• Consult our information sheet on preventing carbon monoxide poisoning during a power outage. It is also available in several languages.

The use of gas heaters and engines and the combustion of wood or other fuels produce carbon monoxide. Cars, trucks, natural gas appliances, lanterns, charcoal and wood fires, and gas ovens and stoves all produce this deadly gas. Smoking tobacco is also a major source of carbon monoxide in many homes.

People in confined spaces like boats or tents should be especially careful. Boat motors, camping stoves and gas lanterns are also sources of carbon monoxide.

This way, you avoid introducing sources of carbon monoxide into your home, and you avoid areas where this gas can accumulate. What else helps?

Carbon monoxide detectors are a great way to protect yourself and your family. Detectors, like smoke and fire detectors, can alert you when carbon monoxide levels become dangerously dangerous. They will not detect low levels of carbon monoxide, which is why maintenance and servicing of gas appliances is very important.

Follow the carbon monoxide detector’s instructions for routine maintenance and replace the batteries regularly. If the carbon monoxide detector plugs into your power supply, make sure it has back-up batteries when the power goes out. The detectors last about 10 years.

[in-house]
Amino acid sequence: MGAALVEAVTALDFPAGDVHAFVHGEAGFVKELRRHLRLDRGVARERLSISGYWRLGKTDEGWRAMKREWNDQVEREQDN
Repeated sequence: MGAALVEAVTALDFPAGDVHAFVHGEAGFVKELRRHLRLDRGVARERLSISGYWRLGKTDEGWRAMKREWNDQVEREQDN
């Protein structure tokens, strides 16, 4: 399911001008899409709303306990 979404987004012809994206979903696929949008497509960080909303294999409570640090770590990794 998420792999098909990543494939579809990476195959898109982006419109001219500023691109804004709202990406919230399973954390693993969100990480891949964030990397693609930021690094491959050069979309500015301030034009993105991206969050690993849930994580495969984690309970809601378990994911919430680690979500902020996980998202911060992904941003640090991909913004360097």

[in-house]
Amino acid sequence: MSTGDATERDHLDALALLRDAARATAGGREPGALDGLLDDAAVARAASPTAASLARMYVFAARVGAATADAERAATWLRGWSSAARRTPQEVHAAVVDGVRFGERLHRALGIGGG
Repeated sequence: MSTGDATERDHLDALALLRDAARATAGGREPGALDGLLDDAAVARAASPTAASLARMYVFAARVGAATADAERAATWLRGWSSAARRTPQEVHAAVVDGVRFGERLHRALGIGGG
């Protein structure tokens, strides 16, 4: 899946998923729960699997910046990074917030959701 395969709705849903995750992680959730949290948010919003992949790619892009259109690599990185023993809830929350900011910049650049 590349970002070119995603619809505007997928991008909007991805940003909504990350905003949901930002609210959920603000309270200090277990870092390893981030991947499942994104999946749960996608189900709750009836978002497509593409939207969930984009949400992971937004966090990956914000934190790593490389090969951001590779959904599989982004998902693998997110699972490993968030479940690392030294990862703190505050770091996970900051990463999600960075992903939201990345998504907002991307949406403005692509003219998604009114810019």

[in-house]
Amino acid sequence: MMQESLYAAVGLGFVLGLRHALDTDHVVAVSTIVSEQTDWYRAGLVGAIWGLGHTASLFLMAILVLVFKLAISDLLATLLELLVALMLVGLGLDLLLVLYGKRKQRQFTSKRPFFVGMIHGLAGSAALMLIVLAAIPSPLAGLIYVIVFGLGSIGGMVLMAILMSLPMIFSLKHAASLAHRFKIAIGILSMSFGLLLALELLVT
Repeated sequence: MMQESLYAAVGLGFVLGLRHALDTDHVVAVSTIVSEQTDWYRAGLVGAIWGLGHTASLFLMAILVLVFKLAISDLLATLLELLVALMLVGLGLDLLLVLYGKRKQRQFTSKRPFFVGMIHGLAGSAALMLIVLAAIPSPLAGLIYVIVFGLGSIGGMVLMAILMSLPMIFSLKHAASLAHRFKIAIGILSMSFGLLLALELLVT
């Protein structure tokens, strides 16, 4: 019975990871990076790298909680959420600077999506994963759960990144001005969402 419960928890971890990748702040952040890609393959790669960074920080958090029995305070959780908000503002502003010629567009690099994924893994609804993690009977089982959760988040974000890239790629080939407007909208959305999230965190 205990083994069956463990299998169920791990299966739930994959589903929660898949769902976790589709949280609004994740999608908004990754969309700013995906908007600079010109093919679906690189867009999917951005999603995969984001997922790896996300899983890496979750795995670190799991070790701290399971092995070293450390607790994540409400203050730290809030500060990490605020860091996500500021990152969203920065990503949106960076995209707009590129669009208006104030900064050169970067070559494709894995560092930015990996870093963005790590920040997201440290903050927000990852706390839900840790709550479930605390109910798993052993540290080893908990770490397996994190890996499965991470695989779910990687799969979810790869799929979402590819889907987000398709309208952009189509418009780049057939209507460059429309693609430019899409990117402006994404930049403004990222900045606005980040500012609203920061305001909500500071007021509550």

Washington law (RCW 19.27.530) requires the installation of carbon monoxide alarms in new residences. The law requires carbon monoxide alarms in existing apartments, condominiums, hotels, motels, and single-family homes, with a few exceptions. The law does not require that owner-occupied single-family residences, legally occupied before July 26, 2009, be equipped with carbon monoxide alarms until the owner sells the home, but it is still a problem. excellent idea ! For more information on carbon monoxide alarm requirements, contact your local building code official or see the State Building Code Council’s carbon monoxide alarm website.

Motorhomes and boats should also have carbon monoxide alarms.